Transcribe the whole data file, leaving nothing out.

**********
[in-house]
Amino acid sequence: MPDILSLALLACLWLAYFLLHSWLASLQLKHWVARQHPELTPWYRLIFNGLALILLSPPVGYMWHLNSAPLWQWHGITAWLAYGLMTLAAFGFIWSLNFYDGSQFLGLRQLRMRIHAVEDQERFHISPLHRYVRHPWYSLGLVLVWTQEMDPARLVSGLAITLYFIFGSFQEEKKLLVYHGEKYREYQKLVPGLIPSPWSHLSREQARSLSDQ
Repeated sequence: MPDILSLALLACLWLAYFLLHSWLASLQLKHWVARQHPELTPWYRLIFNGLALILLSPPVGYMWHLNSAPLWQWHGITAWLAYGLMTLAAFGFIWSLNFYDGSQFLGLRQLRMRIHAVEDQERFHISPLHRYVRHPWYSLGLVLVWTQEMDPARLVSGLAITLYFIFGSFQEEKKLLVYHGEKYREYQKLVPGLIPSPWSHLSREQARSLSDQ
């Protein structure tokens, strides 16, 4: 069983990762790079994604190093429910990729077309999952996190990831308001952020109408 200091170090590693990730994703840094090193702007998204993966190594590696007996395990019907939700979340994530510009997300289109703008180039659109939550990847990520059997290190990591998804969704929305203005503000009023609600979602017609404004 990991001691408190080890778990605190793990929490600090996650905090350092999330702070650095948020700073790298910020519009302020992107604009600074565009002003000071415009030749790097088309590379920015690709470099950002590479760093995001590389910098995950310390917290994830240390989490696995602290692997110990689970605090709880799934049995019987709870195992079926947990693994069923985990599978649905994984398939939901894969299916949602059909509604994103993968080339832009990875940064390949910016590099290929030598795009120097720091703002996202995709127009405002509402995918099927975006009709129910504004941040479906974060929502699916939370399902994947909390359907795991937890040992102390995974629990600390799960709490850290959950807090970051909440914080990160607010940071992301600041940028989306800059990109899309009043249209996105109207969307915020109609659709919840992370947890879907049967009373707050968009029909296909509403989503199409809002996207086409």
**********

[in-house]
Amino acid sequence: MPDILSLALLACLWLAYFLLHSWLASLQLKHWVARQHPELTPWYRLIFNGLALILLSPPVGYMWHLNSAPLWQWHGITAWLAYGLMTLAAFGFIWSLNFYDGSQFLGLRQLRMRIHAVEDQERFHISPLHRYVRHPWYSLGLVLVWTQEMDPARLVSGLAITLYFIFGSFQEEKKLLVYHGEKYREYQKLVPGLIPSPWSHLSREQARSLSDQ
Repeated sequence: MPDILSLALLACLWLAYFLLHSWLASLQLKHWVARQHPELTPWYRLIFNGLALILLSPPVGYMWHLNSAPLWQWHGITAWLAYGLMTLAAFGFIWSLNFYDGSQFLGLRQLRMRIHAVEDQERFHISPLHRYVRHPWYSLGLVLVWTQEMDPARLVSGLAITLYFIFGSFQEEKKLLVYHGEKYREYQKLVPGLIPSPWSHLSREQARSLSDQ
């Protein structure tokens, strides 16, 4: 069983990762790079994604190093429910990729077309999952996190990831308001952020109408 200091170090590693990730994703840094090193702007998204993966190594590696007996395990019907939700979340994530510009997300289109703008180039659109939550990847990520059997290190990591998804969704929305203005503000009023609600979602017609404004 990991001691408190080890778990605190793990929490600090996650905090350092999330702070650095948020700073790298910020519009302020992107604009600074565009002003000071415009030749790097088309590379920015690709470099950002590479760093995001590389910098995950310390917290994830240390989490696995602290692997110990689970605090709880799934049995019987709870195992079926947990693994069923985990599978649905994984398939939901894969299916949602059909509604994103993968080339832009990875940064390949910016590099290929030598795009120097720091703002996202995709127009405002509402995918099927975006009709129910504004941040479906974060929502699916939370399902994947909390359907795991937890040992102390995974629990600390799960709490850290959950807090970051909440914080990160607010940071992301600041940028989306800059990109899309009043249209996105109207969307915020109609659709919840992370947890879907049967009373707050968009029909296909509403989503199409809002996207086409």